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    You havent described "isms" as you call them. You've just described human nature. Its a strawman argument by saying "well, heading in the other direction, while being positive its just positive racism and therefore still racist. So we should keep things as they are, because thats what we all know and love, right?"

    Like I said "lots of rhetoric" (ie: certain ideals being proposed), "little substance" (none of which are actually extrapolated on, or what can be done to achieve such pie in the sky hopes) and "not very grounded" (assumes a state of equality that already occurs).

    Is it clearer for you now gramps?

    Terrorist has always been a subjective term. Looking back throughout history, its only a matter of being on the winning side to be called a "patriot" and on the losing side to be a "terrorist".

    Compare: US war of Independence to Ireland war of independence.

    I assume you're referring to the Trayvon Martin shooting?

    I'm not saying the line isn't a fine one. Daniel Tosh is one of my favourite comedians. No one in their right mind would would say he's politically correct. He uses racial stereotypes, but I think he does so tactfully. And thats the point.

    Edgy humour shouldnt be confused with overt racism. I think that is something we both agree on :)
  22. invinciBlues

    invinciBlues Club Legend

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    More rhetoric with little grounding in the real world.

    Society doesn't work like that. The laws and social norms are based upon what society's views are. Not whether or not someone has been personally slighted.

    Take speeding down Eastlink. You're doing 180km. Theres no-one else around, no cops, no cars, no nothing (double negative lol!). Camera flashes and you get booked (why the hell is there a camera out here anyways?).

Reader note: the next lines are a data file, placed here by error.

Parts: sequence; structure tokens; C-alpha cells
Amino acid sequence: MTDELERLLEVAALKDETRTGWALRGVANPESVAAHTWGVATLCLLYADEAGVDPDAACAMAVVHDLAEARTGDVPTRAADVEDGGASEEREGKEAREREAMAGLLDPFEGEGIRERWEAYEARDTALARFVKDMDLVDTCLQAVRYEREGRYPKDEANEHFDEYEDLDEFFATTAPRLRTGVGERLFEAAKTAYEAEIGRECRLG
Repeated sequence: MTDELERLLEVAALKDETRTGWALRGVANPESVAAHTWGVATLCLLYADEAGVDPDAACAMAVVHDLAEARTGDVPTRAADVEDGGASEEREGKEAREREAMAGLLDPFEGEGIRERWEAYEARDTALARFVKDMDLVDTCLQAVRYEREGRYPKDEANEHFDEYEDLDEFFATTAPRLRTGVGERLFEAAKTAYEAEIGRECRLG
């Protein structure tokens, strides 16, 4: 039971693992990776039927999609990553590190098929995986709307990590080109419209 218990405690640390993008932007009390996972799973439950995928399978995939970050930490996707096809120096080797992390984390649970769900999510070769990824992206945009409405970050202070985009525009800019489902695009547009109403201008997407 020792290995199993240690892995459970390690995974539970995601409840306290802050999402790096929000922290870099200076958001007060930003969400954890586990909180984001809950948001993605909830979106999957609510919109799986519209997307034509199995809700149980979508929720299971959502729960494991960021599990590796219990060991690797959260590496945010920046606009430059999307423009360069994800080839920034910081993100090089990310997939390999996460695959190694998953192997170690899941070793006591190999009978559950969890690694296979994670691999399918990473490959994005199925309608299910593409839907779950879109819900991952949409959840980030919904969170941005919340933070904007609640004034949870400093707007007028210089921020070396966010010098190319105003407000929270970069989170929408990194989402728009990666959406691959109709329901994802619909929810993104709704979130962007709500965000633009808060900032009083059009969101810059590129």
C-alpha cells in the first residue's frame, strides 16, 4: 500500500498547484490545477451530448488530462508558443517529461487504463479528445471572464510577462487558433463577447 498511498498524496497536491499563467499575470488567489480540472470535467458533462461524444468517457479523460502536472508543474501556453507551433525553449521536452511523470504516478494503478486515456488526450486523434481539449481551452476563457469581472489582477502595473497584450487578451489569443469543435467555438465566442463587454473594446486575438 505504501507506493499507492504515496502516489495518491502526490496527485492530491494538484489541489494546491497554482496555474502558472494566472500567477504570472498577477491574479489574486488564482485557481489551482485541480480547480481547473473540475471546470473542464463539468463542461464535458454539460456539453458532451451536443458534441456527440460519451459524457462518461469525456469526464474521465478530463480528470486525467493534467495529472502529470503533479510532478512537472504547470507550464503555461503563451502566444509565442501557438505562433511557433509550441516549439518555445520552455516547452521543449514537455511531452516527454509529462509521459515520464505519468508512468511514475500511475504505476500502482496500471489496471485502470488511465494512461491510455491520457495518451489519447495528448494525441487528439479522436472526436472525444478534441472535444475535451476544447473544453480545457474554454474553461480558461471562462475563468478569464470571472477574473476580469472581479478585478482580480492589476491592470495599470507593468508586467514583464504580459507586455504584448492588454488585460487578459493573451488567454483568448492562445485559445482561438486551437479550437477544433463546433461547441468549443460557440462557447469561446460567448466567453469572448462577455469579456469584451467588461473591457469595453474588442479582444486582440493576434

You have to pay a fine or possibly lose your license?! WTF!??

    But no one was hurt! For there to be an impact of speeding there has to be a victim! There weren't even any cops out there seeking to take offence at your speeding!

    Its a victimless crime! Harden the **** up revenue collectors!

    You know speeding is wrong, so we adjust our behaviour to conform to what society expects of us.

    You know racism is wrong, so you should likewise adjust your behaviour to conform to what society expects of you.

    If you say so Buddy :)
  23. kfc1

    kfc1 Club Legend

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    Terrible analogy. Speeding is black and white. You know that when you drive over the speed limit, which is clearly defined, you are breaking the law. The definition of speeding does not change based on the driver of another car, or the law enforcement officer.

    When you make a comment, you don't know how someone will react to it and assume your intent. The impact of that comment does change based on the key variable - the recipient.

    A much better analogy would be the fat kid. Always gets jokes at his expensive, gets quite depressed etc. and thinks he's being discriminated against. Or he cops the jokes on the chin/lets the run of his back, hardens the **** up and gets on with his life. Those who actually seek to hurt him through insulting words have no impact and anyone who makes an innocent joke taking the piss about his weight or appearance is not howled down with cries of discrimination. Some fat blokes get really wound up if someone takes the piss, others get depressed, for others its like water off a ducks back and they don't care.
  24. Chief

    Chief Business Time

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    Dunno mate. I think it would take a pretty hard kid to put up with jokes about his personal appearance every day of his life. Stuff like that wears a person down IMO. You'll pick up on this as you grow older and modify your behaviour.

    It's called maturity.
  25. invinciBlues

    invinciBlues Club Legend

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    The analogy was to illustrate to you how society perceives things, not how an individual does. When there is a dispute, the courts pass a judgement based on what they feel is a reflection of society's views as they stand presently.

    When you, me, or anyone makes a comment, for the majority of people its pretty clear to make a reasonable assumption at what the intent is. Its actually pretty cut and dried in most cases. You can tell when someone was trying to "edgy, but didn't pull it off and comes across as an idiot", to "well, this guy is clearly trying to make racist assertion".

    For more of an idea of what I mean, years back, (shortly after you were born no doubt) Sam Newman of Footy Show fame did a parody of Nicky Winmar with his face blacked out. I didn't think that was racist as he often dons costumes to look like his subject, but others did.

    Likewise, when Michael Richards lost his shit at a black man in his audience at a comedy gig, I found his words to be very racist.

    And that makes it OK?

    Way off with the age was I? I'll reassess to 16. Am I getting warmer?